The Samsung 983 ZET and related Z-NAND drives are meant to deliver higher performance than any other flash-based SSD currently available. Thanks to the innate benefits of SLC NAND and Samsung's further efforts to optimize the resulting Z-NAND for reads and writes, the company has put together what is undoubtedly some of the best-performing NAND we've ever seen. But is this enough to give the company and its Z-NAND-based drives and edge over the competition, both flash and otherwise?

Compared to other flash-based enterprise SSDs, the 983 ZET certainly provides better performance than is otherwise possible for drives of such low capacity. The random read performance is unmatched by even the largest and most powerful TLC-based drives we've tested so far. But Z-NAND offers little advantage for sustained write performance, so the small capacity and low overprovisioning ratio of the 983 ZET leaves it at a disadvantage compared to similarly priced TLC drives. However, even when its throughput is unimpressive, the 983 ZET never fails to provide very low latency and excellent QoS that no other current flash-based SSD can beat.

While the 983 ZET is an excellent performer by the standards of flash-based SSDs, those aren't its primary competition. Rather, Intel's Optane SSDs are, and In almost every way the 983 ZET falls short of the Optane drives that motivated Samsung to develop Z-NAND. Samsung wasn't really aiming quite that high with their Z-SSDs, so the more important question is whether the 983 ZET comes close enough, given that it is about 35% cheaper per GB based on current pricing online. (Volume pricing may differ significantly, but is not generally public information.)

Whether the 983 ZET is worthwhile or preferable to the Optane SSD DC P4800X is highly dependent on the workload. The Optane SSD provides great performance on almost any workload regardless of the mix of reads and writes, and latency is low and consistent. Comparatively, the Samsung 983 ZET's strengths are very narrowly concentrated: it is basically all about the random read performance, and its maximum throughput is significantly higher than the Optane SSD while still being attainable with reasonably low latency and queue depths. Otherwise there are some massive TLC-based enterprise SSDs that also get close to 1M random read IOPS, but only with extremely high queue depths. The 983 ZET also offers better sequential read throughput than the Optane SSD, but there are far cheaper drives that can do the same.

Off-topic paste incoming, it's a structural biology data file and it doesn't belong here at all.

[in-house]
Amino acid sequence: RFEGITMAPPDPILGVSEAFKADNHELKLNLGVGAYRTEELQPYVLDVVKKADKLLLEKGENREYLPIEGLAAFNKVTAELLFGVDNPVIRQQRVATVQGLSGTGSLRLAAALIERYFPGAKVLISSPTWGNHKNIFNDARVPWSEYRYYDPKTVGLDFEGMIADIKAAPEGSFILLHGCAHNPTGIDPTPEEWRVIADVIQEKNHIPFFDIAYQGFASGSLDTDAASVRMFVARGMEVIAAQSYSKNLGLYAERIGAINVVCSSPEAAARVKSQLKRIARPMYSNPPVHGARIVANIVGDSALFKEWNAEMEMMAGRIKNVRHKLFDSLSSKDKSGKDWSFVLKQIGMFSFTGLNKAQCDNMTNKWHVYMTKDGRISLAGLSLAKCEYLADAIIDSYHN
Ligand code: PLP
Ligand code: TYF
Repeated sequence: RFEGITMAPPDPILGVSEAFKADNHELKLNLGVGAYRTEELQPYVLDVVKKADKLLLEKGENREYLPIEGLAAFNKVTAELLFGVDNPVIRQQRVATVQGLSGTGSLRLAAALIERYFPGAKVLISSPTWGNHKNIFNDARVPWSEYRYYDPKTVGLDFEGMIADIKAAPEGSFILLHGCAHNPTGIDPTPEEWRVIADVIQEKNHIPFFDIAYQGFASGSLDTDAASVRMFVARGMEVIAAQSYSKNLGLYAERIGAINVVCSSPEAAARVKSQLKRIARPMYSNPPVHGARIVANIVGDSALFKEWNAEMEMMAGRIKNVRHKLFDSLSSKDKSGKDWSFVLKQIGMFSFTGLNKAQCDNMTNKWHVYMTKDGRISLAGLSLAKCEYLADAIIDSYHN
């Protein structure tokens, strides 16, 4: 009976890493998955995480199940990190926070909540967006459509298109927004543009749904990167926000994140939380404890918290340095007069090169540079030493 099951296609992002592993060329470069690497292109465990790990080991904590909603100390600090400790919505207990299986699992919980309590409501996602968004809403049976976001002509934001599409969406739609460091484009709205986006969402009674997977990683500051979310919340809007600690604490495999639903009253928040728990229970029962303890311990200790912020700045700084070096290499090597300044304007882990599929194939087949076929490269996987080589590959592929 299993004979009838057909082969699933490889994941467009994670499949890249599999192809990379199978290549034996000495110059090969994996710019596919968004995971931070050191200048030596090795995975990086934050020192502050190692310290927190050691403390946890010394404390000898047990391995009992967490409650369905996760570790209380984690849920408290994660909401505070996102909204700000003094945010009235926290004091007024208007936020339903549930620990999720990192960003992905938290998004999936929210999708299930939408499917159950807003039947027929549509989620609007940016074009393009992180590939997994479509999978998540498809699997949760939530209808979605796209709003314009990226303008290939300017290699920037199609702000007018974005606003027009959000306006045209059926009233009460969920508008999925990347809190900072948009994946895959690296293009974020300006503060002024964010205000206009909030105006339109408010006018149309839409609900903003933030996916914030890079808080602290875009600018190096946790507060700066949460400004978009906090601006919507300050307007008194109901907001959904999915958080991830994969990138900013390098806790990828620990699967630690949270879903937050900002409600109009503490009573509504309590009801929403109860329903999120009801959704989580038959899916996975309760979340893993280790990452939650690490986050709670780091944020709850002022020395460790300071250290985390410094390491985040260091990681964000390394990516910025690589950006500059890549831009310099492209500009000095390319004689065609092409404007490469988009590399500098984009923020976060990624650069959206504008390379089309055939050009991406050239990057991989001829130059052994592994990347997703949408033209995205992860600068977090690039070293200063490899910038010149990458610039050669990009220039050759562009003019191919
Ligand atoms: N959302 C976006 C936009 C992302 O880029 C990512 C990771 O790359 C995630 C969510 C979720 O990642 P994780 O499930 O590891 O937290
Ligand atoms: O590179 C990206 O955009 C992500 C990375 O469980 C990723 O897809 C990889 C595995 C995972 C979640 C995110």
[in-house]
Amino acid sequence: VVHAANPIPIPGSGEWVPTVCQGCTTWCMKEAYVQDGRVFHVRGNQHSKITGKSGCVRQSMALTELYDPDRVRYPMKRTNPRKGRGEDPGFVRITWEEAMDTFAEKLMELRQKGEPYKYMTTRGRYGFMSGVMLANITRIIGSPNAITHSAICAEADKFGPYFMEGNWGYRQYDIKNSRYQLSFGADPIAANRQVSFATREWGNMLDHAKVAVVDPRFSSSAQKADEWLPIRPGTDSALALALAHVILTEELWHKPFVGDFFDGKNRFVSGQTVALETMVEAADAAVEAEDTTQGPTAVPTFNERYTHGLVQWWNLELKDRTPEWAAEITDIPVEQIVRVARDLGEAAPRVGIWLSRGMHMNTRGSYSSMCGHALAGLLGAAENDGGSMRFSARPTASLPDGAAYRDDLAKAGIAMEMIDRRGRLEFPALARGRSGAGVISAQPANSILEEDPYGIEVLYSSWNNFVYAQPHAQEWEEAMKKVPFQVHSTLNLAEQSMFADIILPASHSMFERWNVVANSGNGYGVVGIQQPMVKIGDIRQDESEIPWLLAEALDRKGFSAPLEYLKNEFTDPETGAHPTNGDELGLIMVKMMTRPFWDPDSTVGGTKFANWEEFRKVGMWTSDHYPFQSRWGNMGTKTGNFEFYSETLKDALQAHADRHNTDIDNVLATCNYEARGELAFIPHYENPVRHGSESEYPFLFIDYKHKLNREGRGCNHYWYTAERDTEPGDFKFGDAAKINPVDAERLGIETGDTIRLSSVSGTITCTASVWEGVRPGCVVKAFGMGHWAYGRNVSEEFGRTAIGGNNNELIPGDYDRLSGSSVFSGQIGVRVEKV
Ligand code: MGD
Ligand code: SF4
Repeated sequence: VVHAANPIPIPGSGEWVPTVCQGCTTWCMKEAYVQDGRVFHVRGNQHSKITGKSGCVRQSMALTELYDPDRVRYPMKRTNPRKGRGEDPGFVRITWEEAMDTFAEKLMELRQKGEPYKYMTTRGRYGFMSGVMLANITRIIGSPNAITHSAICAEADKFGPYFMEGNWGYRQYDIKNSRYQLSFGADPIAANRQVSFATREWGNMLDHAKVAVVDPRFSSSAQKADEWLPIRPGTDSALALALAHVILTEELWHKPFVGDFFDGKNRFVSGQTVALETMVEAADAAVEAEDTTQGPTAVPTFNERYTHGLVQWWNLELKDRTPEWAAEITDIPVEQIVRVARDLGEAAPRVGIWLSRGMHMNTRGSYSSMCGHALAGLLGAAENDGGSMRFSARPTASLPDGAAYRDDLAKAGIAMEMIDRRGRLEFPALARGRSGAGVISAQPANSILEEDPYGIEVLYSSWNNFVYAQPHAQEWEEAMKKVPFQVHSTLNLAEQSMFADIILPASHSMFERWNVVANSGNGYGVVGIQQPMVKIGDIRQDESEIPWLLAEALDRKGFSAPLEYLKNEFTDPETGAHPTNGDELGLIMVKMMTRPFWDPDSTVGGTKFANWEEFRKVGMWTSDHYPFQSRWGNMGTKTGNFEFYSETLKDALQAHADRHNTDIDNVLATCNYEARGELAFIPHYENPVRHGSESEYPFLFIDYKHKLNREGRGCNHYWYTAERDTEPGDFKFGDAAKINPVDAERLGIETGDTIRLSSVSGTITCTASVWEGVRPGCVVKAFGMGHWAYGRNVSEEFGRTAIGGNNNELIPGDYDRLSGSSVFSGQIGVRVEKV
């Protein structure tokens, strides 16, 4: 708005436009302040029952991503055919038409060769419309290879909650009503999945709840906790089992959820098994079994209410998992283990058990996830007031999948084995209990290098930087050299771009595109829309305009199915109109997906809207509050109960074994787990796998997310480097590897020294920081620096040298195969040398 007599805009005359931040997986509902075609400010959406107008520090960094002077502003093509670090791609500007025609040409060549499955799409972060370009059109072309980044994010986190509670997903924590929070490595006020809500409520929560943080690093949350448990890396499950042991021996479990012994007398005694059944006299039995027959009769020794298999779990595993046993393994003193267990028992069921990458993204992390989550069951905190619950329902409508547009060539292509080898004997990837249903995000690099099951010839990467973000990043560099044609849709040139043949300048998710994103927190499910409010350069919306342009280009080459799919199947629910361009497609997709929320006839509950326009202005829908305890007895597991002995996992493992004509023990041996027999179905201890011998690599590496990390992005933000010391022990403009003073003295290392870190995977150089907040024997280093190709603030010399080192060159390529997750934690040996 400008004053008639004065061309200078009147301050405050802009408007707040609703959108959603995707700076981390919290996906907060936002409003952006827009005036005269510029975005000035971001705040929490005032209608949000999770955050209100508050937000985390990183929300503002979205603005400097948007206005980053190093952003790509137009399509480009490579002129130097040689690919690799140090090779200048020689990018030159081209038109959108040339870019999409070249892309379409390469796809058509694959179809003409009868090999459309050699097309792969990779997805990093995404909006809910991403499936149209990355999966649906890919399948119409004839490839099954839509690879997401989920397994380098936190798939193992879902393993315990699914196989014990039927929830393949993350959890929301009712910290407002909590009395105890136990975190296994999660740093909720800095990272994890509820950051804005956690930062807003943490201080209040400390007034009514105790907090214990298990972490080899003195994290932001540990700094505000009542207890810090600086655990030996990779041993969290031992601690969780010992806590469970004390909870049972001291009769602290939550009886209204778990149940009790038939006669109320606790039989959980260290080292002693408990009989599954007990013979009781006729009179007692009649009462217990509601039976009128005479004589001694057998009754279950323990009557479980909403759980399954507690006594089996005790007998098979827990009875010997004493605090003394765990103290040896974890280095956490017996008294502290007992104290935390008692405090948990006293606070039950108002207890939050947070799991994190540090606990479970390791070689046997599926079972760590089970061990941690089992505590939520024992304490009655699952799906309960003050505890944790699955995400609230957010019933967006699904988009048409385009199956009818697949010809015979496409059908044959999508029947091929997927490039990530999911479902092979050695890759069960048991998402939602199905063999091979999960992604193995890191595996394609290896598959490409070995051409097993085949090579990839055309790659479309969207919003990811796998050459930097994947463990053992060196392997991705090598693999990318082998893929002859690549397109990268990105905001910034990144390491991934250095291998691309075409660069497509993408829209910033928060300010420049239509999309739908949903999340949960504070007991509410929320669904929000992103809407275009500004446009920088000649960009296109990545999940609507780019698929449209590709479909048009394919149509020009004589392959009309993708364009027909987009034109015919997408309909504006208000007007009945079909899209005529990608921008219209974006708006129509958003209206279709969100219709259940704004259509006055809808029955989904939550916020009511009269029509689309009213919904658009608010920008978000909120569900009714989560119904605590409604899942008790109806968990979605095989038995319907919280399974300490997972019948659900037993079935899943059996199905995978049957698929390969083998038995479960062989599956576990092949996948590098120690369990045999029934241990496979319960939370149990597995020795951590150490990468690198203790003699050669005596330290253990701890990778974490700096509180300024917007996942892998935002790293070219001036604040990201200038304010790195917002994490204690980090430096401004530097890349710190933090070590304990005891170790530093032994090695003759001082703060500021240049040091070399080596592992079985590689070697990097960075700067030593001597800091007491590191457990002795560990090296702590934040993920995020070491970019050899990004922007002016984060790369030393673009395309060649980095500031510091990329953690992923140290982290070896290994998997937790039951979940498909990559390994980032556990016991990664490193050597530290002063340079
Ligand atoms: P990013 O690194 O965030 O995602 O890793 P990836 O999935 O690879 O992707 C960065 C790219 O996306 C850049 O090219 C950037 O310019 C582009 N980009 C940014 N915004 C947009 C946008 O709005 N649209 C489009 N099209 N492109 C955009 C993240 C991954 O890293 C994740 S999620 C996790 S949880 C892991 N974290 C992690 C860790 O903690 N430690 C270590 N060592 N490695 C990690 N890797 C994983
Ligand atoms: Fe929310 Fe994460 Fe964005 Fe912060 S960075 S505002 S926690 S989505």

The biggest problem for the 983 ZET is that its excellent performance only holds up for extremely read-intensive workloads; it doesn't take many writes to drag performance down. This is because Z-NAND is still afflicted by the need for wear leveling and complicated flash management with very slow block erase operations. On sustained write workloads, those background processes become the bottleneck. Intel's 3D XPoint memory allows in-place modification of data in fine-grained chunks, which is why its write performance doesn't fall off a cliff when the drive fills up. It would be interesting to see how much this performance gap between Z-NAND and 3D XPoint can be alleviated by overprovisioning, but there's not a lot of room to add to the BOM of the 983 ZET before it ends up matching the price of the Optane SSD DC P4800X.

Power efficiency is usually not a big concern for use cases that call for a premium SSD like the 983 ZET or an Optane SSD, but the Samsung 983 ZET does well here, thanks in part to the Samsung Phoenix controller it shares with Samsung's consumer product line. The Phoenix controller is designed to work within the constraints of a M.2 SSD in a battery-powered system, so it uses far less power than most high-end enterprise-only SSD controllers. The 983 ZET does consistently draw a bit more power than the TLC-based 983 DCT, but both still have competitive power efficiency in general. On the random read workloads where the 983 ZET offers unsurpassed performance, it also has a big power efficiency advantage over everything else, including the Intel Optane SSDs.